“Is it important at this point to continue hiding your true nature from Marisol? After all, she has seen you already. She knows what you are.”
Dragon disagreed vehemently. “Yes, she knows, but I do not think we want the rest of the world to know. What happens if someone else enters the yard while she is there, and I am revealed? Already Mace and Gloria saw me. The two deputies saw me as well, and only their innate skepticism prevented them from believing their own eyes.” https://margecutter.wordpress.com/2019/08/04/it-was-a-nightmare/
Dragon shuddered and shook her head again. “No, I must continue keeping my true nature hidden from everyone, starting with Marisol.”
I drove down the main street of the quaint little town where Crawford’s friend operated a New Age store. I had never been there before and was having trouble finding the shop. Finally, I pulled into a parking lot cattycorner from a strip of sturdy brick buildings that looked like they dated back to the early days of the Old West, when this community had been a boomtown. “Let’s look over there.”
Dragon and I walked across the street and entered an old-fashioned hardware store. “Maybe we can get directions here.”
No one there had ever heard of Chris-Tal Clear, nor were they familiar with the street where it was located. Neither was anyone in the next three stores we checked. Finally, the desk clerk at a restored nineteenth century hotel directed us to a place about five blocks away, on the other side of the railroad tracks.
Once we crossed the tracks, the condition of the buildings changed considerably. The historic district we left, now years past its sesquicentennial, had meticulously restored buildings, clean and inviting. On this side of the tracks, the buildings were newer, but none looked as if they had ever been cared for. I doubted many had seen as much as a broom or a paintbrush in many years.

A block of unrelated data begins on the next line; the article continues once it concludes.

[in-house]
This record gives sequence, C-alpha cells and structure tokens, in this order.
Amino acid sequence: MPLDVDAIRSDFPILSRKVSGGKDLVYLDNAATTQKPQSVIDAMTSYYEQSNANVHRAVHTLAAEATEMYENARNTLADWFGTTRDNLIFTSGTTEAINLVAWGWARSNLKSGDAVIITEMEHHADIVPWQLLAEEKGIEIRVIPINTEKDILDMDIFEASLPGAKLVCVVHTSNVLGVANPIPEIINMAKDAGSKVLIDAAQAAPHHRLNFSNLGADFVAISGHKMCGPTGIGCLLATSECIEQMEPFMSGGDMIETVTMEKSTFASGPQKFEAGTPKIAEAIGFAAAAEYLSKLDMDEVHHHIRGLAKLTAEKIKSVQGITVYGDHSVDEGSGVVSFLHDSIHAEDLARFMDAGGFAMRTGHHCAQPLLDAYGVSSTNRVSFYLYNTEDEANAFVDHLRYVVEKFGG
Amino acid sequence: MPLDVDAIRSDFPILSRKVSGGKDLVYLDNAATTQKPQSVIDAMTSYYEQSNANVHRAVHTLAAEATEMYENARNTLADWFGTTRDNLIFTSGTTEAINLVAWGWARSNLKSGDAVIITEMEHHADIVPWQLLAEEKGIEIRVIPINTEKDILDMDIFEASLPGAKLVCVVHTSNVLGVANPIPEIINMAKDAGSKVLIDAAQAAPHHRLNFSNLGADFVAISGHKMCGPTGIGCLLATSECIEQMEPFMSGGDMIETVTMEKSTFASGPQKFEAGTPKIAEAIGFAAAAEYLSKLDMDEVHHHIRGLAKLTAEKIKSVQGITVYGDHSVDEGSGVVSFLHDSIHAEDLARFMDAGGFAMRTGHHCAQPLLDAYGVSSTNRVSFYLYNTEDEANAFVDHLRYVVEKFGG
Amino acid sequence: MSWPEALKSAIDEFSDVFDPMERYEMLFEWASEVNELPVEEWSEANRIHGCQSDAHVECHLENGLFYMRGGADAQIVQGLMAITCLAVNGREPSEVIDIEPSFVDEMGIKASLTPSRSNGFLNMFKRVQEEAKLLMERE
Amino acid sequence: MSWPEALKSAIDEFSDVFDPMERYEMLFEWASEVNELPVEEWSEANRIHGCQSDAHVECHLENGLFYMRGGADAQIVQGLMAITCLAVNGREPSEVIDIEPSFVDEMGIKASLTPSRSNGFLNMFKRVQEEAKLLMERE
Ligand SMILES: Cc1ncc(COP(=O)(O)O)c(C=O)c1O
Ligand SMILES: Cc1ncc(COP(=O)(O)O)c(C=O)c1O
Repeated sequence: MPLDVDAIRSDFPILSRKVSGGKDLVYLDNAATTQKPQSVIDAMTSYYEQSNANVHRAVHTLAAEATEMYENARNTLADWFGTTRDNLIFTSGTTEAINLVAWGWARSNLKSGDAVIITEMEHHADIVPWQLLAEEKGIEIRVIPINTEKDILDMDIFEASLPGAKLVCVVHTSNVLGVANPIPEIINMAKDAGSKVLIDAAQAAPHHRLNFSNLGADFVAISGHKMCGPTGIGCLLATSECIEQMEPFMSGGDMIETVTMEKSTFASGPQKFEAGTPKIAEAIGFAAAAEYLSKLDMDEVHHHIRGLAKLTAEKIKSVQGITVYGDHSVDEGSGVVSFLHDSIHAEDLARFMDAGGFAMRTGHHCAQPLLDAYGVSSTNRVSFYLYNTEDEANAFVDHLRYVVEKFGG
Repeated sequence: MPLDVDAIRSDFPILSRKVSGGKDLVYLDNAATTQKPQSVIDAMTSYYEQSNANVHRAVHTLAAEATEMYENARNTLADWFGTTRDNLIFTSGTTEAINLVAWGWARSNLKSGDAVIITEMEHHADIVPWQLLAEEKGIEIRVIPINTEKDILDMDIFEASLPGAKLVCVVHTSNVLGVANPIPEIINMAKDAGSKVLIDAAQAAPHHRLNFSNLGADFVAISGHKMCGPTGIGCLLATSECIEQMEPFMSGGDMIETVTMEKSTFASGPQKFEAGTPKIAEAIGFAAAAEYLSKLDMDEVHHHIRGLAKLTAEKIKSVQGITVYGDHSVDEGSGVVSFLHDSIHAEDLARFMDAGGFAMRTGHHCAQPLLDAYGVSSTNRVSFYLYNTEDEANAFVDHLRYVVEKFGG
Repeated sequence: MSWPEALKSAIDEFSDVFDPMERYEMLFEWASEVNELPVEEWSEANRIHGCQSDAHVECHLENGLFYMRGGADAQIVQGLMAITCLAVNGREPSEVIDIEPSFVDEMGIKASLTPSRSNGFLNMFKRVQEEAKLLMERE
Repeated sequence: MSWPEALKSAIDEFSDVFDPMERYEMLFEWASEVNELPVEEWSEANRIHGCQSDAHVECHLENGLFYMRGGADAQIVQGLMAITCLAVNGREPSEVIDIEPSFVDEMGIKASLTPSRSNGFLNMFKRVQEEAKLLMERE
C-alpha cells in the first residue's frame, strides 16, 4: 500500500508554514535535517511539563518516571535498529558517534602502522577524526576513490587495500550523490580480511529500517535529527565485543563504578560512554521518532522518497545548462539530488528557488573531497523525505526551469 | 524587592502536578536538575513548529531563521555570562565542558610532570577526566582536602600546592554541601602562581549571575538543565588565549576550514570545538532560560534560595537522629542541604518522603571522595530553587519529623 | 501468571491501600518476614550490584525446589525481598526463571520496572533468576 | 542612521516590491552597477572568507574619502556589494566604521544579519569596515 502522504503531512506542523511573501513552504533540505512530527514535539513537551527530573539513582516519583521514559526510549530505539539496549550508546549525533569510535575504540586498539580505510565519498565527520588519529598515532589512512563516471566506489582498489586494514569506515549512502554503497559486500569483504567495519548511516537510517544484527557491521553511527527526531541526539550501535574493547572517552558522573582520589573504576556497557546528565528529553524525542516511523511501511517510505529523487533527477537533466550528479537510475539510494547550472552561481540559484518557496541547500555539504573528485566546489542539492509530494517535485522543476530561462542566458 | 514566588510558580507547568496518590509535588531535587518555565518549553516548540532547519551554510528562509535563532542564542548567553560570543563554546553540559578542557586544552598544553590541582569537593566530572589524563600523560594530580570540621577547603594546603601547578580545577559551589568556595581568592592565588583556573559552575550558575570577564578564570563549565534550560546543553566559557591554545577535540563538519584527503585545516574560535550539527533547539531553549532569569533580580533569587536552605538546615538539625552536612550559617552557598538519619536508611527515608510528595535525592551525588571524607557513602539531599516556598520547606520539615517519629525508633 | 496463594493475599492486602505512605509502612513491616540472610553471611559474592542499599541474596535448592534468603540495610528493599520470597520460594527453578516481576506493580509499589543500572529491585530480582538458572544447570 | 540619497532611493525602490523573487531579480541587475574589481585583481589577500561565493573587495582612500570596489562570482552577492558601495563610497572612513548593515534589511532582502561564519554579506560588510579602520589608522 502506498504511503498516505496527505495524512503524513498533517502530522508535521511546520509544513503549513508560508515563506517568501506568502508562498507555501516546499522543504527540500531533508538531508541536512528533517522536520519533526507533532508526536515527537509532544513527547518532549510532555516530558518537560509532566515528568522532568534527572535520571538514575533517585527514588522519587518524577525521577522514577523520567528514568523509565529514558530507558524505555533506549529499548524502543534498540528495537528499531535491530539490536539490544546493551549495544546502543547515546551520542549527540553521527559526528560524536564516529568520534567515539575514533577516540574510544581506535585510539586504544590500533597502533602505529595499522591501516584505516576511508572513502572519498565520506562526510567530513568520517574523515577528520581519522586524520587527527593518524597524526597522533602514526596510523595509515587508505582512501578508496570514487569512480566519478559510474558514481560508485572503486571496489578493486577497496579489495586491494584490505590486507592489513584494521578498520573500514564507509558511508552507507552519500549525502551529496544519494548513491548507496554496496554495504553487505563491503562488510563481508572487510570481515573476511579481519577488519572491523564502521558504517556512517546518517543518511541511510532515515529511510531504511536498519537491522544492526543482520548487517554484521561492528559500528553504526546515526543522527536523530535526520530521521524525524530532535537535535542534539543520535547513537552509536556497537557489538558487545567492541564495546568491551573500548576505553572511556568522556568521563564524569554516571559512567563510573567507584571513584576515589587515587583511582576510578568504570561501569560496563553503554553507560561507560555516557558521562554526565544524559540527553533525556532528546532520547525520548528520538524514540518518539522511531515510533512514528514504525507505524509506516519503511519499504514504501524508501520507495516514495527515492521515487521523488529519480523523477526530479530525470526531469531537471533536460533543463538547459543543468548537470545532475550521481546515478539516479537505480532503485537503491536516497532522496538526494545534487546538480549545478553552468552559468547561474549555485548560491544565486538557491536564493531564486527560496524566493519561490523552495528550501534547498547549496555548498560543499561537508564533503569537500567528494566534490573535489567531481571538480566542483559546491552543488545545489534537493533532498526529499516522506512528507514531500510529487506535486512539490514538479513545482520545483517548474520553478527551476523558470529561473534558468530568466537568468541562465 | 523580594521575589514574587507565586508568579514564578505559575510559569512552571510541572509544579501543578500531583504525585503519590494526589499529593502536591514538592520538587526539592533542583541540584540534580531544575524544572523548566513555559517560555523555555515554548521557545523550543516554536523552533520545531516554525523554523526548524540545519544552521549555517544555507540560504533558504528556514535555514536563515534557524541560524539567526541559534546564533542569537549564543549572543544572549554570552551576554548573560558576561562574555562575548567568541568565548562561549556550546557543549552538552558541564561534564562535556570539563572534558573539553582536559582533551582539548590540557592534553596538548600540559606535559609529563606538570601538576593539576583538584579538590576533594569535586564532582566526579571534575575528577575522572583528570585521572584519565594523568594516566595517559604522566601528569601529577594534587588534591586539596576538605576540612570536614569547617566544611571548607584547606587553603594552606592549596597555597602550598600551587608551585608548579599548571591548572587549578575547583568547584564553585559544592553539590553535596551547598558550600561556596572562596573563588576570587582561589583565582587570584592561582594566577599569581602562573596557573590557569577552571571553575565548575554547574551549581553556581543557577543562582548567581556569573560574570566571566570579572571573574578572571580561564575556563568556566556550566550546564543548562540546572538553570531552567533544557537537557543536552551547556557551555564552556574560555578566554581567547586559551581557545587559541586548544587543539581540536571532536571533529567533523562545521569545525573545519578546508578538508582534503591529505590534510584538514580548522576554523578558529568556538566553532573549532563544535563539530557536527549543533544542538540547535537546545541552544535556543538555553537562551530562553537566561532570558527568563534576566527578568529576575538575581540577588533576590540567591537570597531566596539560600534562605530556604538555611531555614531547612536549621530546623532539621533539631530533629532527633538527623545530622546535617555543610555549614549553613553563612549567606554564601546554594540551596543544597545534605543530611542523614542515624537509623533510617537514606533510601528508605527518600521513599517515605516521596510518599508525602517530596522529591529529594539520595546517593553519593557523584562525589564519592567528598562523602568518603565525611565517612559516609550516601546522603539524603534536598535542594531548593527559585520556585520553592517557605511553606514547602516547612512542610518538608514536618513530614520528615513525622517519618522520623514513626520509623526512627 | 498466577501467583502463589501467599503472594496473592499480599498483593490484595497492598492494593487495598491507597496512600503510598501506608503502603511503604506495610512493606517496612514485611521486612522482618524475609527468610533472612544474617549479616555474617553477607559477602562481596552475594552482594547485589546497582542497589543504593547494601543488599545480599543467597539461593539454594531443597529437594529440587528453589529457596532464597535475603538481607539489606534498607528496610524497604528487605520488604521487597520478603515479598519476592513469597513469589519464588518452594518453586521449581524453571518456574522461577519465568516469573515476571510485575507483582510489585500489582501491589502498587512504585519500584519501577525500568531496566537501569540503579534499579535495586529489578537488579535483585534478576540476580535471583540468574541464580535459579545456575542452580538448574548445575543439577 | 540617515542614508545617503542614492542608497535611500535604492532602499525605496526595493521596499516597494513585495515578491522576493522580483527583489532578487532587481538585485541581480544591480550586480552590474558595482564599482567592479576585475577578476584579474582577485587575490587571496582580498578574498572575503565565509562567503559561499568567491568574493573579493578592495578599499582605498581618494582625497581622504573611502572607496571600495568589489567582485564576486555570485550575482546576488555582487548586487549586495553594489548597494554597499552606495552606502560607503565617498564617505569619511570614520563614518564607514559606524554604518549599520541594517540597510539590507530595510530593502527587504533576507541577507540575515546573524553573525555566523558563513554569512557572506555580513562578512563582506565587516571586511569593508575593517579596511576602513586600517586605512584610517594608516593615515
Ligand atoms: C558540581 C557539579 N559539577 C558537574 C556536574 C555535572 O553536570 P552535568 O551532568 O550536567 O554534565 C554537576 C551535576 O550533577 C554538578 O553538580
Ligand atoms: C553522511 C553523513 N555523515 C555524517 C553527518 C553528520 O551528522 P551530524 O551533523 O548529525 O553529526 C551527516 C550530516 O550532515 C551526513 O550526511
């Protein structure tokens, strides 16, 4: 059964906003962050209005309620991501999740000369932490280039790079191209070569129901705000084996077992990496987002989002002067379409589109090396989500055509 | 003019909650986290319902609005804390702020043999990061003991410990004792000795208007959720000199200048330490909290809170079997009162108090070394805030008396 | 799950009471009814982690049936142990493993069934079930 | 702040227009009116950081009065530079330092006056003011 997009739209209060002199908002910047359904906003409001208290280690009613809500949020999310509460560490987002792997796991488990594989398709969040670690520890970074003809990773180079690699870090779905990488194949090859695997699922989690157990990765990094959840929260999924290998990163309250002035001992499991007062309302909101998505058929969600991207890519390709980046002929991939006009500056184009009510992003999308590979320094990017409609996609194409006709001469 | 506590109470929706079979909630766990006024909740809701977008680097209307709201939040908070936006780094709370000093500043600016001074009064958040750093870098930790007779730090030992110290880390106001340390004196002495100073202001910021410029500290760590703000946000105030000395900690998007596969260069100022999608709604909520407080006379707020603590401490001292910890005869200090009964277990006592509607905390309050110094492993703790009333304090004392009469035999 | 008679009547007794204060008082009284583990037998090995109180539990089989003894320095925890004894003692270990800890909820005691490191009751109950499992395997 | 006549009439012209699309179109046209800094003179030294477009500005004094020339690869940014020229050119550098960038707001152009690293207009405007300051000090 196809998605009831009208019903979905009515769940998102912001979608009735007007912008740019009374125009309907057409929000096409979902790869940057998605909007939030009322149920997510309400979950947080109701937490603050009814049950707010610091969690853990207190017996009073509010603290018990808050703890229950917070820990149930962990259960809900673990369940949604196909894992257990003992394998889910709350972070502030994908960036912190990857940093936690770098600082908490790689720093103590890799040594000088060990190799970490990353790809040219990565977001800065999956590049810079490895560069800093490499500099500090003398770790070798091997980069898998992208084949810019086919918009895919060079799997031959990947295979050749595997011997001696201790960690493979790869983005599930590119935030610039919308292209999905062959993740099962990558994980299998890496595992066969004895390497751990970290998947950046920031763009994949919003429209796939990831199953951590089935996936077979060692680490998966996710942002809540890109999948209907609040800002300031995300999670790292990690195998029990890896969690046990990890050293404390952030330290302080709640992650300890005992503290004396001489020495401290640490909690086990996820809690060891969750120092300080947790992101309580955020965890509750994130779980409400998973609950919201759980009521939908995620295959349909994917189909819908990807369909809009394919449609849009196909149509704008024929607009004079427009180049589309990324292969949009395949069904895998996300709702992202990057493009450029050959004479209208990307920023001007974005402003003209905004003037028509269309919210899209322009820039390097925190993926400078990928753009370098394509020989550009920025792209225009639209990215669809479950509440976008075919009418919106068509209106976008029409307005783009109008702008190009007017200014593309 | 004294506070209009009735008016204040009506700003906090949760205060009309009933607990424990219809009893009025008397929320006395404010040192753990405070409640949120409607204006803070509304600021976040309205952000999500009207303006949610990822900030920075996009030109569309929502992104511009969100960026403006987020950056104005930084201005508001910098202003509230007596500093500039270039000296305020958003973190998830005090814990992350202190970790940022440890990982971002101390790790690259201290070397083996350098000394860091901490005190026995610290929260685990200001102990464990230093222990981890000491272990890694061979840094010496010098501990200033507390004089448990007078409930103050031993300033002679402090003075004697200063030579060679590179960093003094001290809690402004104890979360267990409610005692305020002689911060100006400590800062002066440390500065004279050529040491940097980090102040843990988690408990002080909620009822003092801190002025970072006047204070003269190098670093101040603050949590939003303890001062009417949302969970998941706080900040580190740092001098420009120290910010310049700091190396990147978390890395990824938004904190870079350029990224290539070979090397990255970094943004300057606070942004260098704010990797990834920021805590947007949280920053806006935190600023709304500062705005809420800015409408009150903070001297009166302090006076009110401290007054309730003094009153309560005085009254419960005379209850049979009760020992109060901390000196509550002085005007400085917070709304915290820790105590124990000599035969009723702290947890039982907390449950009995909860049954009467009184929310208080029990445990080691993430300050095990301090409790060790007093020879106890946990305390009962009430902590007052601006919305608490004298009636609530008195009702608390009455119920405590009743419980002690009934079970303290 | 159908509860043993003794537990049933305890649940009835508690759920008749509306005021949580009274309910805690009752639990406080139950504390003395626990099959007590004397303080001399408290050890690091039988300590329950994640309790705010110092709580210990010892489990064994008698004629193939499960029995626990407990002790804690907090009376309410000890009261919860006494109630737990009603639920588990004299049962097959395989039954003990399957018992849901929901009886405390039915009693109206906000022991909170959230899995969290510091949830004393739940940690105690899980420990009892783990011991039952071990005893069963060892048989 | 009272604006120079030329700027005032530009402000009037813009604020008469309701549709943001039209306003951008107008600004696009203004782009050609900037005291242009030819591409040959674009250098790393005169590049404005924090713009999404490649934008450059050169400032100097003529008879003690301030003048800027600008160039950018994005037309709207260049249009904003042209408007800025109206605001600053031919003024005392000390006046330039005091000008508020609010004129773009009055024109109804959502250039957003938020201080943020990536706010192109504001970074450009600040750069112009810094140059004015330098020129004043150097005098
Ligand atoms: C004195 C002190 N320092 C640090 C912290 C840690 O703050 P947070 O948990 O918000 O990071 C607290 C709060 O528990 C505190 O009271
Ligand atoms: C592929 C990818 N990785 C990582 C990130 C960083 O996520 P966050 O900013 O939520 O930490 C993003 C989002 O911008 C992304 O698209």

Checking the street signs at each intersection, we wandered around some back alleys before stumbling onto a street whose name matched the one on the business card. As we approached the middle of the block of derelict businesses, we finally saw what we were looking for – Chris-Tal Clear Metaphysical Store.
Dragon lifted a delicate eyebrow as she surveyed the small, dilapidated storefront, with its dirty windows and peeling paint. “Are we sure about this?”
I scoffed. “Don’t judge a book by its cover.”
“This is not a book.” Dragon wrinkled her nose. “Can someone who operates such a humble shop hold the answers we seek?”
“Well, the only way to find out is to go in and talk to Talia.” I reached for the doorknob, which promptly fell off in my hand.
“That is not a good omen.” Dragon frowned.
The door slowly swung open, and our jaws dropped.
Inside the dirty little storefront was a clean, bright, retail business with well-designed displays and more merchandise than could have possibly fit in the space defined by the exterior dimensions. Chris-Tal Clear had everything and anything connected to New Age, mysticism, or spiritualism. There were teas and essential oils, wands and crystal balls, potions and cauldrons, runes, stone art, jewelry, geodes, crystals, candles, incense, books, figurines, pentagrams. There was way too much to take in at a glance.
A diminutive woman, who appeared barely out of her teens, stood near the doorway. Her white hair matched the gown she wore, an outfit that looked more appropriate for a special ritual, an important ceremony, or a fancy costume party than for working in a store. She reached out and took the doorknob from my hand. “Sorry. Happens all the time.” Her voice was as small as she was, with a reedy, ethereal quality that raised the hair on the back of my neck.
I cleared my throat. “Hello. You must be Talia.”
A deeper voice laughed a throaty laugh. The sound came from the other side of the store, from a dark-haired woman in business casual attire. “No, that’s Christine, the Chris in Chris-Tal. I’m the second half of the team. I’m Talia.”
Dragon and I gaped at the two women, who couldn’t have been more different.
I started to walk toward Talia, then took another look at Christine, in her long, Medieval gown. Looking back at the older woman in her super-short skirt, white silk blouse and dark blazer, I shook my head, trying to clear the cobwebs. “You’re Talia?”
Dragon murmured, “Do not judge a book by its cover.”
Why did Crawford tell me to speak with Talia and not Christine? Is Talia really the magic expert? Will she be able to shed any light on Marisol’s powers and their origin? Be sure to come back next week and find out. We’ll leave the porch light on for you.